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Finding The Best Xylitol Products

By Dr. John Peldyak, DMD

The Problem

The main cause of dental caries (the disease process of tooth decay that results in cavities) has been identified as the mutans group of streptococci, collectively referred to as Strep mutans or MS. These germs thrive in a highly acidic environment and crowd out more friendly bacteria.

MS feed on and ferment carbohydrates in the diet to obtain energy and leave behind acid waste products. These acids attack and demineralize teeth. The preferred food for MS is sugar (in all its forms such as glucose, fructose, and particularly sucrose--ordinary table sugar) which generates plenty of acid along with the sticky links that hold the plaque biofilm together.

Polyols (such as sorbitol, mannitol, and maltitol) are natural carbohydrates called “sugar alcohols” because their chemical structures are very close to sugars. Poyols are popular ingredients in sugar-free products since they supply bulk and some sweetness with fewer calories and lower glycemic impact than other carbs. They are generally considered “safe for teeth” because they are fermented very slowly by MS. For example, sorbitol is the main ingredient in most toothpastes. Keep in mind that MS can use sorbitol as a food source and grow on it (albeit slowly) so that when sugar comes along they are ready to do damage.

Xylitol is different

Xylitol is the sweetest polyol, with the same taste and sweetness as sugar. Xylitol has a unique 5-carbon structure whereas most dietary carbohydrates are based on 6-carbon units. This structure is completely non-fermentable by MS. Beyond that, xylitol actively interferes with MS metabolism, thereby suppressing acid production and inhibiting growth. In addition to anti-microbial effects, xylitol acts as a carrier for calcium, helping to remineralize teeth. Certainly xylitol has earned a reputation as the best sweetener for healthy teeth.

How Often? How Much? What Kind?

To obtain the greatest dental benefits, xylitol should be used consistently at least 3 times each day. Surprisingly small daily amounts—around 6 grams or one rounded teaspoon--are sufficient.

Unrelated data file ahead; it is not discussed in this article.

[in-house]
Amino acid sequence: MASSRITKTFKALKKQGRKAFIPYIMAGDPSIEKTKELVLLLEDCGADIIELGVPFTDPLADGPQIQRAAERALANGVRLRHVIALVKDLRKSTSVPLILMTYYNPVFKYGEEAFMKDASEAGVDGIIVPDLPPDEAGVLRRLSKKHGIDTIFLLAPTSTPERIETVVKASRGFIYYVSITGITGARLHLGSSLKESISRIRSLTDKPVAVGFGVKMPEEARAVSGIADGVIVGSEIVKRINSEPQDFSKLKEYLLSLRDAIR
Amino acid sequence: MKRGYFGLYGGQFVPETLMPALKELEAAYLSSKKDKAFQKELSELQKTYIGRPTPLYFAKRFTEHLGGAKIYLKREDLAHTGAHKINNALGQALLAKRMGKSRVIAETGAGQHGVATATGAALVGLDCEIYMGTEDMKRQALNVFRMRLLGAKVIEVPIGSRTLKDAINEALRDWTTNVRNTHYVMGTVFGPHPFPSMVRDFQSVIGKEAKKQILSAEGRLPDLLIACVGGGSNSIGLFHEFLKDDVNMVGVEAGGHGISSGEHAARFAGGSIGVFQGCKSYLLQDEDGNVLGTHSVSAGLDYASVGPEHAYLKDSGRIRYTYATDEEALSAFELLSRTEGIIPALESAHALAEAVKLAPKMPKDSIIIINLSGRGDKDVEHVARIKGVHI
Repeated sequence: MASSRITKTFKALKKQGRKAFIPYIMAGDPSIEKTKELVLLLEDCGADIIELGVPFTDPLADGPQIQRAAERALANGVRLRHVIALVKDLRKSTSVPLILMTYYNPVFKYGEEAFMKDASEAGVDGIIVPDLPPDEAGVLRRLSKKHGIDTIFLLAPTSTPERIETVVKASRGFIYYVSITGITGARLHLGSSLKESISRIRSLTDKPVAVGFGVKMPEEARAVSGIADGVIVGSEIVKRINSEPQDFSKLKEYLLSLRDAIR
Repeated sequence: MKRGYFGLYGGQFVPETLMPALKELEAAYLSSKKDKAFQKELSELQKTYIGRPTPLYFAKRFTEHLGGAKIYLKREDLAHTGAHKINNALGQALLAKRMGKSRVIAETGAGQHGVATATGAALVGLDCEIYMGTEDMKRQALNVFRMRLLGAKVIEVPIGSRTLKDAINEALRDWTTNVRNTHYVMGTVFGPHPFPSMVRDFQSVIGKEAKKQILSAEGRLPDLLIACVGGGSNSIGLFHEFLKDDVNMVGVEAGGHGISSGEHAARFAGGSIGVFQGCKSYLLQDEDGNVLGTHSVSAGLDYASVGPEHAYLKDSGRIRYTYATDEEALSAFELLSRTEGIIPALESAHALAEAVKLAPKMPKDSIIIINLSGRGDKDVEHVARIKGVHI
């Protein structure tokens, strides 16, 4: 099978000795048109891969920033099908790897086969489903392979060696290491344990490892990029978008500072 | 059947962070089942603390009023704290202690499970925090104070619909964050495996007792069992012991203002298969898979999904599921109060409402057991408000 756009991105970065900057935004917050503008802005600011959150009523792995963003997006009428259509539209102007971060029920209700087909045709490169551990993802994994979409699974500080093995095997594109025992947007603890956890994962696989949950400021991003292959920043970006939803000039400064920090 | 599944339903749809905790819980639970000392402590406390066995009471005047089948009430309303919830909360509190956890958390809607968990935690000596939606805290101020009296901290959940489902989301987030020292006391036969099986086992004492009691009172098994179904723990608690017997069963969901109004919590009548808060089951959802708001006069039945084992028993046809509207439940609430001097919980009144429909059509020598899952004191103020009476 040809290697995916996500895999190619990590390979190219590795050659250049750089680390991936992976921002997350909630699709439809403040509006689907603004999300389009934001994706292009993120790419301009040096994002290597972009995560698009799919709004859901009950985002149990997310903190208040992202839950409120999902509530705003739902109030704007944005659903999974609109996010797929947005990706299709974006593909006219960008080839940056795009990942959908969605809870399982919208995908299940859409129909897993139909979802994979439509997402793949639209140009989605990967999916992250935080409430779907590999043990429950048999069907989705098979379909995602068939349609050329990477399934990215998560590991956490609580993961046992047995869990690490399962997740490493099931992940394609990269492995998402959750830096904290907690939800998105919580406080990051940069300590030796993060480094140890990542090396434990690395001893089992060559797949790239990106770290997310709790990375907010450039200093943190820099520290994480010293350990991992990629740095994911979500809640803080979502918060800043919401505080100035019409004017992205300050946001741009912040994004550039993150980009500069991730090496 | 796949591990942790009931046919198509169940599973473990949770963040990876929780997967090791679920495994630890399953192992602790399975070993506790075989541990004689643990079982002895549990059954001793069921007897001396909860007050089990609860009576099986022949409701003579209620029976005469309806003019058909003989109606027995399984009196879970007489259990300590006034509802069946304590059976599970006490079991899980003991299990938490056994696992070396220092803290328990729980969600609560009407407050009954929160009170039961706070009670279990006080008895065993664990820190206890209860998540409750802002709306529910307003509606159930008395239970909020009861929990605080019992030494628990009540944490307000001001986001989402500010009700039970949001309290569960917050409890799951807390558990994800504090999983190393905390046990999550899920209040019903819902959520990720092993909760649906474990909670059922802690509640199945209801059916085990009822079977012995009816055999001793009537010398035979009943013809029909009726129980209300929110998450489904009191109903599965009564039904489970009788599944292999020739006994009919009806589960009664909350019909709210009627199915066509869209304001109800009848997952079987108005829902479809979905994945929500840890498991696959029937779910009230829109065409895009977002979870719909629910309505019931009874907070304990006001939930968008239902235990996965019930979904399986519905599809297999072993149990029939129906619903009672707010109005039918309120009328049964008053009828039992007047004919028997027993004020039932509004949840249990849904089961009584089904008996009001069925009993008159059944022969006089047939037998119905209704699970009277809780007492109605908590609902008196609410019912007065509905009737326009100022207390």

It is important to choose products with high xylitol concentration, especially those that encourage salivation by chewing or sucking. Chewing gum is considered an ideal delivery system to get xylitol in contact with teeth, and gum is by far the most popular use for xylitol. Research trials have demonstrated that other forms of xylitol, such as hard candies and mints, can be equally valid.

Although many commercial products claim to feature xylitol, not all of these can be considered effective. A good rule of thumb for oral care products is to follow the advice used by the military: “Look for xylitol first”. That is, xylitol should be the first sweetener listed on the ingredients label. The very best products are 100% xylitol-sweetened.

Other Ingredients

Ingredients such as Sorbitol, mannitol, maltitol, and maltodextrin are inexpensive bulking agents which are not as sweet as sugar and usually require the addition of artificial sweetener to intensify the sweetness. Xylitol has the same taste and sweetness as sugar. If the xylitol concentration is high enough, there is no need for artificial sweetener.

Hi-potency artificial sweeteners (aspartame, sucralose, acesulfame K, and saccharin) are hundreds of times sweeter than sucrose. Such very little is used that by themselves they have no effect on dental caries. In solid products artificial sweeteners are used in combination with bulking agents to simulate sugar at a lower cost. If the label lists artificial sweetener, this is a good indication that xylitol levels are low.

In research trials the best results for decay prevention and remineralization were consistently obtained with 100% xylitol-sweetened products. Bulking agents that provide a food source for MS could just dilute the desired impact of xylitol.

On the other hand, some ingredients may enhance the benefit of xylitol. Calcium glycerophosphate or calcium lactate provide calcium and add buffering against acid. This is an active area of research.


Companies will often skimp on xylitol to hold down costs. Look for xylitol as the first, and preferably the only, sweetener listed on the ingredients label. Use xylitol at least 3 times each day. Establish a healthy habit of brushing with xylitol toothpaste every morning and night, and enjoying 100% xylitol-sweetened chewing gum or mints after every meal and snack.

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